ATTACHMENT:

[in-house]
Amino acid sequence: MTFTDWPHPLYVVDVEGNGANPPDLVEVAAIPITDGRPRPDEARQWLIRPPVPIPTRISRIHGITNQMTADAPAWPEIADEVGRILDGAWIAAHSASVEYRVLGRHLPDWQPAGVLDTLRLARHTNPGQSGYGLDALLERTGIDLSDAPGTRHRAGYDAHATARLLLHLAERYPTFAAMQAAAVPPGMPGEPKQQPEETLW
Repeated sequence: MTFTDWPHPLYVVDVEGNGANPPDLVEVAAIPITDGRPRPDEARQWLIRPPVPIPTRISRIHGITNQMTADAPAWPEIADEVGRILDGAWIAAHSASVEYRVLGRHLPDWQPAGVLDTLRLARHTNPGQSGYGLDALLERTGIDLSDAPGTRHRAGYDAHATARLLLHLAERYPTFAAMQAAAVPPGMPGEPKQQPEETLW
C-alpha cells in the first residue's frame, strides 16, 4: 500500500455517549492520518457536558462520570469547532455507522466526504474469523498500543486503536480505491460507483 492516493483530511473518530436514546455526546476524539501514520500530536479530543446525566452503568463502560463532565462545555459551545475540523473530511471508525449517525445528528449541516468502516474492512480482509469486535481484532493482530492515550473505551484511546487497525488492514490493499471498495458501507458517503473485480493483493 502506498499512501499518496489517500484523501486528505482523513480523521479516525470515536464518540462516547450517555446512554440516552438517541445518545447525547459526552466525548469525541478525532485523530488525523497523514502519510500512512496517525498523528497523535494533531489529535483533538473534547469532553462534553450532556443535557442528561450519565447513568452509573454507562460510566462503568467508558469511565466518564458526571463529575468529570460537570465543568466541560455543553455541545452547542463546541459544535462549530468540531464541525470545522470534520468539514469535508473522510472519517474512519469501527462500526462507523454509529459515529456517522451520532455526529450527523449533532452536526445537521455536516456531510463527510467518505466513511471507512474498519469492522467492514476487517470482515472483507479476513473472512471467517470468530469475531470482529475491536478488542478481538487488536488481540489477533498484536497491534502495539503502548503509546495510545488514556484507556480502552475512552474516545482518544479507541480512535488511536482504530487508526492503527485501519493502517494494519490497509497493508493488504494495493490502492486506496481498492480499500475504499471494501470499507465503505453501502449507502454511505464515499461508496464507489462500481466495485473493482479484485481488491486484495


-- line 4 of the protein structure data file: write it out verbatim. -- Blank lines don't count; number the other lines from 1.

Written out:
C-alpha cells in the first residue's frame, strides 16, 4: 500500500455517549492520518457536558462520570469547532455507522466526504474469523498500543486503536480505491460507483 492516493483530511473518530436514546455526546476524539501514520500530536479530543446525566452503568463502560463532565462545555459551545475540523473530511471508525449517525445528528449541516468502516474492512480482509469486535481484532493482530492515550473505551484511546487497525488492514490493499471498495458501507458517503473485480493483493 502506498499512501499518496489517500484523501486528505482523513480523521479516525470515536464518540462516547450517555446512554440516552438517541445518545447525547459526552466525548469525541478525532485523530488525523497523514502519510500512512496517525498523528497523535494533531489529535483533538473534547469532553462534553450532556443535557442528561450519565447513568452509573454507562460510566462503568467508558469511565466518564458526571463529575468529570460537570465543568466541560455543553455541545452547542463546541459544535462549530468540531464541525470545522470534520468539514469535508473522510472519517474512519469501527462500526462507523454509529459515529456517522451520532455526529450527523449533532452536526445537521455536516456531510463527510467518505466513511471507512474498519469492522467492514476487517470482515472483507479476513473472512471467517470468530469475531470482529475491536478488542478481538487488536488481540489477533498484536497491534502495539503502548503509546495510545488514556484507556480502552475512552474516545482518544479507541480512535488511536482504530487508526492503527485501519493502517494494519490497509497493508493488504494495493490502492486506496481498492480499500475504499471494501470499507465503505453501502449507502454511505464515499461508496464507489462500481466495485473493482479484485481488491486484495